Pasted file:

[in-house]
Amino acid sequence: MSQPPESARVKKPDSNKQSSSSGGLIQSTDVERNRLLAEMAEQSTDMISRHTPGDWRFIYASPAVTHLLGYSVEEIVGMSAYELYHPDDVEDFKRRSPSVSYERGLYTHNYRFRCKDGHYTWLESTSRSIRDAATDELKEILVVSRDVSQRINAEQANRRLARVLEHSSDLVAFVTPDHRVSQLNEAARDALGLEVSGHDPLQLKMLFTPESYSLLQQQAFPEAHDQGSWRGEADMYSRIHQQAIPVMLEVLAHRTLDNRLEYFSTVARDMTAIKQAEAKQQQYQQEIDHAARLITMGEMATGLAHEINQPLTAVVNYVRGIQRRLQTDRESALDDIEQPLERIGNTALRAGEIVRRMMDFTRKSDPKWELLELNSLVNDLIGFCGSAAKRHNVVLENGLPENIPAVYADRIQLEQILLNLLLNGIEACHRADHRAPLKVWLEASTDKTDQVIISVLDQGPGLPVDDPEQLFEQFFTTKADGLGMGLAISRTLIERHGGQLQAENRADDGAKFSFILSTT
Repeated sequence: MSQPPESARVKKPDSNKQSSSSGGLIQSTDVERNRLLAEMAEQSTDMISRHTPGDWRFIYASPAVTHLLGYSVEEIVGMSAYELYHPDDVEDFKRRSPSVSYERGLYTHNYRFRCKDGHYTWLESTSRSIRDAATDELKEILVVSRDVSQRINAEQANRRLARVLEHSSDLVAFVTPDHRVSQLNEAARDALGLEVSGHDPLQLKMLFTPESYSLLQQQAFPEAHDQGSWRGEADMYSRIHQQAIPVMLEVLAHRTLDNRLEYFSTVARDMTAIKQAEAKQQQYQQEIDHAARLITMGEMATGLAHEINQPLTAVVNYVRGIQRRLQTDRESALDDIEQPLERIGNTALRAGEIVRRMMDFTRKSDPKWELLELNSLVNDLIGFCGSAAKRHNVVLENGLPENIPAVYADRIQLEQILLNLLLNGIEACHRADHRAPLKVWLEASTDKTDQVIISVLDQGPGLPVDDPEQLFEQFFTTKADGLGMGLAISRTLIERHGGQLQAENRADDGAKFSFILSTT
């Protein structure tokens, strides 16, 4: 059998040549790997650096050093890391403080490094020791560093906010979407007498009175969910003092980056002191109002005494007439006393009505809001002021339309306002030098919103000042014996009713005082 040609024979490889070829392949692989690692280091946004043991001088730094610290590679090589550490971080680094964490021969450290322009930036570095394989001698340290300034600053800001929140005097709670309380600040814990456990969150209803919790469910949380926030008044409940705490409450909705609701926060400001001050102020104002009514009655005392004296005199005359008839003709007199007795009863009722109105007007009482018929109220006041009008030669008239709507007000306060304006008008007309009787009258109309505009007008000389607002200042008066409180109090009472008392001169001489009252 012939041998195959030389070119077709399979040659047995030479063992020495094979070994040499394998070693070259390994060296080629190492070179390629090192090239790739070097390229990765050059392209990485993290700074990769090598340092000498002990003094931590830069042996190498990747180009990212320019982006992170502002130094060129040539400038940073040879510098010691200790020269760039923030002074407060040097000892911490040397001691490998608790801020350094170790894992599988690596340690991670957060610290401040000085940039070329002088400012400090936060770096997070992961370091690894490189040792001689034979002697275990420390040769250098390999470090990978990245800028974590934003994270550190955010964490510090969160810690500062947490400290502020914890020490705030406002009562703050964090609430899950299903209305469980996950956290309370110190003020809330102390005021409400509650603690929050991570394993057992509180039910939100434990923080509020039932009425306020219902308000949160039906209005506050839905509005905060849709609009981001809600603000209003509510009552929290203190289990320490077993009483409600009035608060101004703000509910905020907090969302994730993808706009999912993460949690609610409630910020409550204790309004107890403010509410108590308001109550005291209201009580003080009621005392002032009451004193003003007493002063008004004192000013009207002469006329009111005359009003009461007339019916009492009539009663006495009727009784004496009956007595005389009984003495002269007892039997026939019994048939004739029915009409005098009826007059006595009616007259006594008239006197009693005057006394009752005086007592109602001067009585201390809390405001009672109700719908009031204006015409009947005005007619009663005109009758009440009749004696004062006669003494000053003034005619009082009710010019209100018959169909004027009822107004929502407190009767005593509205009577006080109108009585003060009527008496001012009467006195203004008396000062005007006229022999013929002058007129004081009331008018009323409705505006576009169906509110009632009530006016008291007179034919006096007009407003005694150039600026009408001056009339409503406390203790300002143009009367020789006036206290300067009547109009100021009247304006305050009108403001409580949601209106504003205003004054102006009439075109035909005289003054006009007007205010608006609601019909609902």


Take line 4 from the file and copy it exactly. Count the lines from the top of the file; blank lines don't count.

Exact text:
């Protein structure tokens, strides 16, 4: 059998040549790997650096050093890391403080490094020791560093906010979407007498009175969910003092980056002191109002005494007439006393009505809001002021339309306002030098919103000042014996009713005082 040609024979490889070829392949692989690692280091946004043991001088730094610290590679090589550490971080680094964490021969450290322009930036570095394989001698340290300034600053800001929140005097709670309380600040814990456990969150209803919790469910949380926030008044409940705490409450909705609701926060400001001050102020104002009514009655005392004296005199005359008839003709007199007795009863009722109105007007009482018929109220006041009008030669008239709507007000306060304006008008007309009787009258109309505009007008000389607002200042008066409180109090009472008392001169001489009252 012939041998195959030389070119077709399979040659047995030479063992020495094979070994040499394998070693070259390994060296080629190492070179390629090192090239790739070097390229990765050059392209990485993290700074990769090598340092000498002990003094931590830069042996190498990747180009990212320019982006992170502002130094060129040539400038940073040879510098010691200790020269760039923030002074407060040097000892911490040397001691490998608790801020350094170790894992599988690596340690991670957060610290401040000085940039070329002088400012400090936060770096997070992961370091690894490189040792001689034979002697275990420390040769250098390999470090990978990245800028974590934003994270550190955010964490510090969160810690500062947490400290502020914890020490705030406002009562703050964090609430899950299903209305469980996950956290309370110190003020809330102390005021409400509650603690929050991570394993057992509180039910939100434990923080509020039932009425306020219902308000949160039906209005506050839905509005905060849709609009981001809600603000209003509510009552929290203190289990320490077993009483409600009035608060101004703000509910905020907090969302994730993808706009999912993460949690609610409630910020409550204790309004107890403010509410108590308001109550005291209201009580003080009621005392002032009451004193003003007493002063008004004192000013009207002469006329009111005359009003009461007339019916009492009539009663006495009727009784004496009956007595005389009984003495002269007892039997026939019994048939004739029915009409005098009826007059006595009616007259006594008239006197009693005057006394009752005086007592109602001067009585201390809390405001009672109700719908009031204006015409009947005005007619009663005109009758009440009749004696004062006669003494000053003034005619009082009710010019209100018959169909004027009822107004929502407190009767005593509205009577006080109108009585003060009527008496001012009467006195203004008396000062005007006229022999013929002058007129004081009331008018009323409705505006576009169906509110009632009530006016008291007179034919006096007009407003005694150039600026009408001056009339409503406390203790300002143009009367020789006036206290300067009547109009100021009247304006305050009108403001409580949601209106504003205003004054102006009439075109035909005289003054006009007007205010608006609601019909609902």